Scale AI's Head of People, Richard Ni, talks about how his company has approached interviewing engineers during the COVID crisis.
When it comes to coding assessments, there’s no “holy grail” of programming languages. The best choice for one programmer may legitimately be the worst for another. There’s no universally applicable rules of thumb and about a million factors to consider. Here's how to balance these factors and optimize for your specific circumstances and skills.
11 insights from a novel, open data set of Shark Tank tech pitches—plus a chance for readers to show off their data-visualization skills for a chance to win a $500 Amazon gift card!
Machine learning and artificial intelligence are growing more and more integral across almost every part of software. The way that’s translating to the developer job market is through a spike in demand for devs with a grasp in AI and ML tools.
Algorithms have a steep learning curve — so the story goes. This isn’t because algorithms are inherently hard. They’re just couched in stuffy, academic language that’s akin to humans trying to make sense of assembly code.
Thousands of engineers and tech companies interact with the Triplebyte platform on a daily basis. As this economic downturn has progressed, we’ve heard issues engineers and tech companies are facing. From the tough situations, like engineers losing their jobs due to layoffs, to some silver linings, like healthcare and logistics startups seeing unexpected growth, there are tons of changes happening in tech. This week, we launched three product features to help engineers find jobs, and a new program to help students whose summer internships were impacted.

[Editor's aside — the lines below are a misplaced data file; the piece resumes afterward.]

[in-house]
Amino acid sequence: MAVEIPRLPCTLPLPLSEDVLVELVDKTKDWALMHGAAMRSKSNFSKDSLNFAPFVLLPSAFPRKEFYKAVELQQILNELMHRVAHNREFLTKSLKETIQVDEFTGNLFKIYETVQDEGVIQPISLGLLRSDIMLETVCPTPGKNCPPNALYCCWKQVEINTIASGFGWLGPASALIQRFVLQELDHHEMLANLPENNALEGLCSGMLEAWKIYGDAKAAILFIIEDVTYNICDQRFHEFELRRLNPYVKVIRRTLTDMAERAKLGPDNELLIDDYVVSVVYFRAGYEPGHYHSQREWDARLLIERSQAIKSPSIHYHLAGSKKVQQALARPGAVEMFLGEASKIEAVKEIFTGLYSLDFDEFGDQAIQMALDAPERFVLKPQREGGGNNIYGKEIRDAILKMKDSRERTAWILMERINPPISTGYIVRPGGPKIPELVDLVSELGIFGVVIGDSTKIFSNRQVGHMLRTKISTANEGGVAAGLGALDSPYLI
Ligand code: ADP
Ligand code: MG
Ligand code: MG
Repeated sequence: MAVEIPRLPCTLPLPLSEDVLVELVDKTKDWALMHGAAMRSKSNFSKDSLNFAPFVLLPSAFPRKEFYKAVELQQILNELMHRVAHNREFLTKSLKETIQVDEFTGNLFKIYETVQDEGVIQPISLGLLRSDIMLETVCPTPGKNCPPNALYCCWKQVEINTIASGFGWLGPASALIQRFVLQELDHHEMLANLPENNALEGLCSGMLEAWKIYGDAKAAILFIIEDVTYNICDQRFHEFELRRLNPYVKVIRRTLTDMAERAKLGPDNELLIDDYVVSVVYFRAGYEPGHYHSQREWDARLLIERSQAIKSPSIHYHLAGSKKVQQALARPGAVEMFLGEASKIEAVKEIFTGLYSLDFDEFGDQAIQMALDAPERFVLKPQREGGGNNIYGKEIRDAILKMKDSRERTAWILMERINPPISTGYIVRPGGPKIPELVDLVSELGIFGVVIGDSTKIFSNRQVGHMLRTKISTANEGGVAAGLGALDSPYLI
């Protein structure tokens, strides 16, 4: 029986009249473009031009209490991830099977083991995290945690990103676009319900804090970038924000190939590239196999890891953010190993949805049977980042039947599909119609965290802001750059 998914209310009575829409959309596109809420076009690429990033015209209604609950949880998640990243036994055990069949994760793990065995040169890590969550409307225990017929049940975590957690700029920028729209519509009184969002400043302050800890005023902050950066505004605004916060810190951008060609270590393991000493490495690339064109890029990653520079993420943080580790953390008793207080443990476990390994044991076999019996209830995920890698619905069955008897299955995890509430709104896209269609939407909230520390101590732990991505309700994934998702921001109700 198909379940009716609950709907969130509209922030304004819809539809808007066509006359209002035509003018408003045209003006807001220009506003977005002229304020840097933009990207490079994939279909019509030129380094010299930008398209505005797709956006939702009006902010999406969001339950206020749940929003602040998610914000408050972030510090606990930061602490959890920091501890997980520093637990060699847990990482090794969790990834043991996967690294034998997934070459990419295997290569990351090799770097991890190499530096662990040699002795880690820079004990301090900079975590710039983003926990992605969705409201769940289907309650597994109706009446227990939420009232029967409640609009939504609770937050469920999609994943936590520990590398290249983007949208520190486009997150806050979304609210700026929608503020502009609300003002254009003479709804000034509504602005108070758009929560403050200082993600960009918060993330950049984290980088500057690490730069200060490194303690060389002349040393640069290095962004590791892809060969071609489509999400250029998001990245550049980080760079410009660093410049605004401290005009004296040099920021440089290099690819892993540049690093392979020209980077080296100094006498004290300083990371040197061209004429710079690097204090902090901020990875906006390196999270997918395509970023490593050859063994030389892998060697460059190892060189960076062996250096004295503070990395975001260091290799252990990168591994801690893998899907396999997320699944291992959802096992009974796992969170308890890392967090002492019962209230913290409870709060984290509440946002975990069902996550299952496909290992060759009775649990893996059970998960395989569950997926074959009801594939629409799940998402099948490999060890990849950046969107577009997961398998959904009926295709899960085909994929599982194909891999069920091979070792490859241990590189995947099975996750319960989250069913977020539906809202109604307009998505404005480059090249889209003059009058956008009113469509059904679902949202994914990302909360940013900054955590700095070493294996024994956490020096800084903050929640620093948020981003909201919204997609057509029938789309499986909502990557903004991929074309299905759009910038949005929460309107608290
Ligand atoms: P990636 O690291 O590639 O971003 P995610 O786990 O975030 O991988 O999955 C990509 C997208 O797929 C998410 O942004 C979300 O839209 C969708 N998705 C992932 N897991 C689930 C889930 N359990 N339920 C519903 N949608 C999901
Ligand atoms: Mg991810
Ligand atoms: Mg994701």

With Git being used everywhere in software engineering, so is the negatively-framed git-blame command, used in the system to track down who merely contributed a line of code — buggy or not. But this isn't about sensitivity (or oversensitivity). Studies show that dealing in shame-inflicting words like
blame can stifle productivity and innovation among workers.
Superhuman CTO Conrad Irwin talks about how game design makes software better, how it’s different from gamification, and what skills engineers should learn to build it into their projects.
Academic algorithms tests on interviews are often considered a pointless hurdle, a relic of a bygone era of traditional testing techniques that are no longer relevant. And with the rise of bootcamps and other resources, an ever-increasing number of engineers lack a traditional computer science (CS) background. So why do companies rely on them so heavily? Here are a few reasons that might surprise you.